The publicly listed mining firm has bought 750 Antminer Z11s, which specialize in the Equihash algorithm, for a total of $474,000. The rigs are now already in operation and were working at full capacity, Argo said in a filing at the London Stock Exchange (LSE).
In a statement sent after this article’s publication, Argo CEO Peter Wall said his company was “bullish” on bitcoin and expects “all cryptoassets” to do well over the next six months.
“Argo saw an opportunity to get high-performing machines at an excellent price with a technology we are familiar with. We jumped on it,” he said.
Only a handful of coins use the Equihash algorithm and the largest, by far, is zcash. The acquisition means Argo – which listed on the LSE in 2018 – has significantly increased its zcash mining capacity. The new Z11s join the 1,000 rigs the company already owns.
Argo’s mining power is mostly focused on bitcoin. In May, the firm had a total of 18,000 mining rigs, 17,000 focus of which are focused on the SHA-256 algorithm that is primarily used by bitcoin.
But since Argo bought its first lot of Z11 miners in May 2019 – in a bid to salvage its stock price after a $5.3 million pre-tax loss in 2018 – it has become one of the largest zcash miners. The company claimed on its website to make up roughly 3.5% of the network’s mining power.
Assuming total hashrate stays the same, the additional 750 miners means Argo could now constitute something like 6% of the Zcash blockchain.
“[T]he correct strategy is continued investment in mining infrastructure,” said CEO Peter Wall, in a statement. “Argo’s existing fleet of Z11s have performed extremely well, and we are pleased to add more Equihash mining capacity to our fleet of machines.”
Although Bitmain, the Chinese manufacturer of the Z11, has since released a more powerful Equihash miner, Argo claims that they would still get a better return on investment from the older model – which was released in March 2019.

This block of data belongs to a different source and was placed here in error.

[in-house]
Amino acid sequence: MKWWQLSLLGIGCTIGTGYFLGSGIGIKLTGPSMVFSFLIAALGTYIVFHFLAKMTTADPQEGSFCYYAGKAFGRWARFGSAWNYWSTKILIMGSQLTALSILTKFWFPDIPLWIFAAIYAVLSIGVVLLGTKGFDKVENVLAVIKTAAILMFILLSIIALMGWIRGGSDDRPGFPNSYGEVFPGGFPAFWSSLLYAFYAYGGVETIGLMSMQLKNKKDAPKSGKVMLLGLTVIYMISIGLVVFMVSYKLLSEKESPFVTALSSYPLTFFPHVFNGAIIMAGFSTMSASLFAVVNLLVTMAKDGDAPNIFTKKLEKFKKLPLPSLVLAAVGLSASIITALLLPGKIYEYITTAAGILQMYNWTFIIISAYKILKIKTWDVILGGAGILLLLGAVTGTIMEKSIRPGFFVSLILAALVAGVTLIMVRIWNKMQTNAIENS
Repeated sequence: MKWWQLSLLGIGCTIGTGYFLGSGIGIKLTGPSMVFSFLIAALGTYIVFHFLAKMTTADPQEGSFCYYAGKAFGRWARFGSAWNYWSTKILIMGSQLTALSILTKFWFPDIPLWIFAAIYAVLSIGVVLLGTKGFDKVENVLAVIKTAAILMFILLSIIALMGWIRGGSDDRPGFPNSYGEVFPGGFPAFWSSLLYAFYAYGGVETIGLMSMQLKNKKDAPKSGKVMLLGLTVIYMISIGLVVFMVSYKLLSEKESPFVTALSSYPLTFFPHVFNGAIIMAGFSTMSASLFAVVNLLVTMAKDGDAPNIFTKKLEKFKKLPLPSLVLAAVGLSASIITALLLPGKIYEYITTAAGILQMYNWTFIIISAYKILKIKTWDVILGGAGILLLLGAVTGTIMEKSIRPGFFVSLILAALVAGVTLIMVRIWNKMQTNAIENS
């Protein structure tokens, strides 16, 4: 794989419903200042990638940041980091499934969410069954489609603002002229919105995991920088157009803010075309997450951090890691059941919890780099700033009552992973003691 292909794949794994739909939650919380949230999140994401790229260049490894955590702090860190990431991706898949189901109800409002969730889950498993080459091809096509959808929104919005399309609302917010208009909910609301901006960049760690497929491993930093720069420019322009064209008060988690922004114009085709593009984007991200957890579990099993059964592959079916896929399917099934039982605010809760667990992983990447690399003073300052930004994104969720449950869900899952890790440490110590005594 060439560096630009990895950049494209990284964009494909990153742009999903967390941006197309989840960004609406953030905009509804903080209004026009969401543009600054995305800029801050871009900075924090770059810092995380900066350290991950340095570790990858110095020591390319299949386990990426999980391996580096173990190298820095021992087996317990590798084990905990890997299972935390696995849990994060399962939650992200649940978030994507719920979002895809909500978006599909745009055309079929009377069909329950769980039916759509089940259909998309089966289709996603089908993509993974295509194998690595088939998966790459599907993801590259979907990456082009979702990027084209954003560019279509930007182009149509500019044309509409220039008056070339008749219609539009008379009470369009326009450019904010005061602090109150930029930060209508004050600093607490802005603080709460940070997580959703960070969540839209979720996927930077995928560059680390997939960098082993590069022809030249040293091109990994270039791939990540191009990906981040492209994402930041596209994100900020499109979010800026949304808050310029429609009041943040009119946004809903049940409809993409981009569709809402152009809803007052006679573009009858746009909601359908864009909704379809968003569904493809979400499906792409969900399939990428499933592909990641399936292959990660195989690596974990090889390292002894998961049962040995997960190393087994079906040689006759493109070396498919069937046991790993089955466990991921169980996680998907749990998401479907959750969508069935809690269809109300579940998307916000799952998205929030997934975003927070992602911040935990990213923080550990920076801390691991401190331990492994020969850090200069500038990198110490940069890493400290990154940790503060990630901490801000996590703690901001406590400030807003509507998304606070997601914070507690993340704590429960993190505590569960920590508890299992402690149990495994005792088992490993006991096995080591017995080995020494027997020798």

The company estimates to have fully recouped the $474,000 purchase price in about eight months’ time.
Like the rest of the cryptocurrency market, zcash toppled in the wake of the coronavirus pandemic. After riding high at $73 in February, the coin promptly slumped to a three-year-low at sub $24 by the middle of March. It has regained much ground over the past three months, trading at around $53 by the start of the week. Zcash had surged to just under $60 at press time, according to CoinDesk data.
As well as increasing zcash prices, it’s also possible Argo might be diversifying from bitcoin. Earlier this month, the company reported a $600,000 dip in revenue, in part because a slash in the block reward meant it mined around 60 less bitcoin with the same number of machines.
CryptoCompare’s mining profitability calculator shows mining Zcash with a Z11 brought in much greater returns – upwards of $130 each month – compared to bitcoin which, even with the latest S17 rigs, would still mine at a loss of about $90 a month.
CoinDesk approached Argo for comment, but a company spokesperson had not responded by press time.